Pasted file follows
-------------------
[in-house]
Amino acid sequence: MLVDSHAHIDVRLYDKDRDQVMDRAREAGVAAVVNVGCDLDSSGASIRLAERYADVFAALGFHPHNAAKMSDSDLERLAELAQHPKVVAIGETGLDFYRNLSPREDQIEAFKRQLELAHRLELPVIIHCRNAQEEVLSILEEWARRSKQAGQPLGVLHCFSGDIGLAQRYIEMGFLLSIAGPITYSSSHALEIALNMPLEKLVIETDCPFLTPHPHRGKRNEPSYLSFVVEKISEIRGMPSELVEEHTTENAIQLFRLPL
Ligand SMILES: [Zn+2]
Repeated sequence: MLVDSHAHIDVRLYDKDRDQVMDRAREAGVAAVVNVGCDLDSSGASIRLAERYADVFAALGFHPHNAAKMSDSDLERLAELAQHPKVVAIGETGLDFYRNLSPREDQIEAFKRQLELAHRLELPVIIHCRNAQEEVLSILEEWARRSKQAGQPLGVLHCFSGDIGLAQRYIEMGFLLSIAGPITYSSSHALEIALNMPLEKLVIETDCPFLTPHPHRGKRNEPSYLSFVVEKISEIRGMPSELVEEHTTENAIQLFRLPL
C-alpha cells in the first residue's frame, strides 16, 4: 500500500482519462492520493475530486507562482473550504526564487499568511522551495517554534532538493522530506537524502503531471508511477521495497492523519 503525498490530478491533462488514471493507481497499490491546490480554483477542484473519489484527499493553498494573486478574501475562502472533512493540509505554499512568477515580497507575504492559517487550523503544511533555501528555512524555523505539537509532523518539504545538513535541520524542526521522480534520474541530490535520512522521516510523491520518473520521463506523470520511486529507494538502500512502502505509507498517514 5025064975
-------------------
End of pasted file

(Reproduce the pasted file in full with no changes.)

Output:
[in-house]
Amino acid sequence: MLVDSHAHIDVRLYDKDRDQVMDRAREAGVAAVVNVGCDLDSSGASIRLAERYADVFAALGFHPHNAAKMSDSDLERLAELAQHPKVVAIGETGLDFYRNLSPREDQIEAFKRQLELAHRLELPVIIHCRNAQEEVLSILEEWARRSKQAGQPLGVLHCFSGDIGLAQRYIEMGFLLSIAGPITYSSSHALEIALNMPLEKLVIETDCPFLTPHPHRGKRNEPSYLSFVVEKISEIRGMPSELVEEHTTENAIQLFRLPL
Ligand SMILES: [Zn+2]
Repeated sequence: MLVDSHAHIDVRLYDKDRDQVMDRAREAGVAAVVNVGCDLDSSGASIRLAERYADVFAALGFHPHNAAKMSDSDLERLAELAQHPKVVAIGETGLDFYRNLSPREDQIEAFKRQLELAHRLELPVIIHCRNAQEEVLSILEEWARRSKQAGQPLGVLHCFSGDIGLAQRYIEMGFLLSIAGPITYSSSHALEIALNMPLEKLVIETDCPFLTPHPHRGKRNEPSYLSFVVEKISEIRGMPSELVEEHTTENAIQLFRLPL
C-alpha cells in the first residue's frame, strides 16, 4: 500500500482519462492520493475530486507562482473550504526564487499568511522551495517554534532538493522530506537524502503531471508511477521495497492523519 503525498490530478491533462488514471493507481497499490491546490480554483477542484473519489484527499493553498494573486478574501475562502472533512493540509505554499512568477515580497507575504492559517487550523503544511533555501528555512524555523505539537509532523518539504545538513535541520524542526521522480534520474541530490535520512522521516510523491520518473520521463506523470520511486529507494538502500512502502505509507498517514 5025064975